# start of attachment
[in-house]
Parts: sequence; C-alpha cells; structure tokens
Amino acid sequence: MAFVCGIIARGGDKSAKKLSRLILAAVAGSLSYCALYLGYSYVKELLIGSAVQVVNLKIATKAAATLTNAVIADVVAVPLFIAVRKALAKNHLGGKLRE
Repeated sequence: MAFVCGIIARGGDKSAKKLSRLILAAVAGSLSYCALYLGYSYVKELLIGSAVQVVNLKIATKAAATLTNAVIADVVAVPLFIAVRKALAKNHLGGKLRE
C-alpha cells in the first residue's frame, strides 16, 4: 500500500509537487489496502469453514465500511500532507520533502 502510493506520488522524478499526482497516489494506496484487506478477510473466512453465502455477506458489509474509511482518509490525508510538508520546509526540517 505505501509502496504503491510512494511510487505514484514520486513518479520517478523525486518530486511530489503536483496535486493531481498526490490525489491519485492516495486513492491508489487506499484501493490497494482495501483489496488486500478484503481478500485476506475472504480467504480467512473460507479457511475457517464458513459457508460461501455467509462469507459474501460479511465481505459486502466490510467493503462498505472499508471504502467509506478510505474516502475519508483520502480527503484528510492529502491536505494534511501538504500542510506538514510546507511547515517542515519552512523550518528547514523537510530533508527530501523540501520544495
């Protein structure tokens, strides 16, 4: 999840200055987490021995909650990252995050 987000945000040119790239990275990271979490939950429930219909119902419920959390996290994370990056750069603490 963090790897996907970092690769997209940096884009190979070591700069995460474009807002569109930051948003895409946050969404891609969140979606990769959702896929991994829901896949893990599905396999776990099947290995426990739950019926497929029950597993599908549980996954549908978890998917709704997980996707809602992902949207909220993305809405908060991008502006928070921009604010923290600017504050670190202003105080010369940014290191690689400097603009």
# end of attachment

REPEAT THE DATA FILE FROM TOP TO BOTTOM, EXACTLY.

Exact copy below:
[in-house]
Parts: sequence; C-alpha cells; structure tokens
Amino acid sequence: MAFVCGIIARGGDKSAKKLSRLILAAVAGSLSYCALYLGYSYVKELLIGSAVQVVNLKIATKAAATLTNAVIADVVAVPLFIAVRKALAKNHLGGKLRE
Repeated sequence: MAFVCGIIARGGDKSAKKLSRLILAAVAGSLSYCALYLGYSYVKELLIGSAVQVVNLKIATKAAATLTNAVIADVVAVPLFIAVRKALAKNHLGGKLRE
C-alpha cells in the first residue's frame, strides 16, 4: 500500500509537487489496502469453514465500511500532507520533502 502510493506520488522524478499526482497516489494506496484487506478477510473466512453465502455477506458489509474509511482518509490525508510538508520546509526540517 505505501509502496504503491510512494511510487505514484514520486513518479520517478523525486518530486511530489503536483496535486493531481498526490490525489491519485492516495486513492491508489487506499484501493490497494482495501483489496488486500478484503481478500485476506475472504480467504480467512473460507479457511475457517464458513459457508460461501455467509462469507459474501460479511465481505459486502466490510467493503462498505472499508471504502467509506478510505474516502475519508483520502480527503484528510492529502491536505494534511501538504500542510506538514510546507511547515517542515519552512523550518528547514523537510530533508527530501523540501520544495
């Protein structure tokens, strides 16, 4: 999840200055987490021995909650990252995050 987000945000040119790239990275990271979490939950429930219909119902419920959390996290994370990056750069603490 963090790897996907970092690769997209940096884009190979070591700069995460474009807002569109930051948003895409946050969404891609969140979606990769959702896929991994829901896949893990599905396999776990099947290995426990739950019926497929029950597993599908549980996954549908978890998917709704997980996707809602992902949207909220993305809405908060991008502006928070921009604010923290600017504050670190202003105080010369940014290191690689400097603009």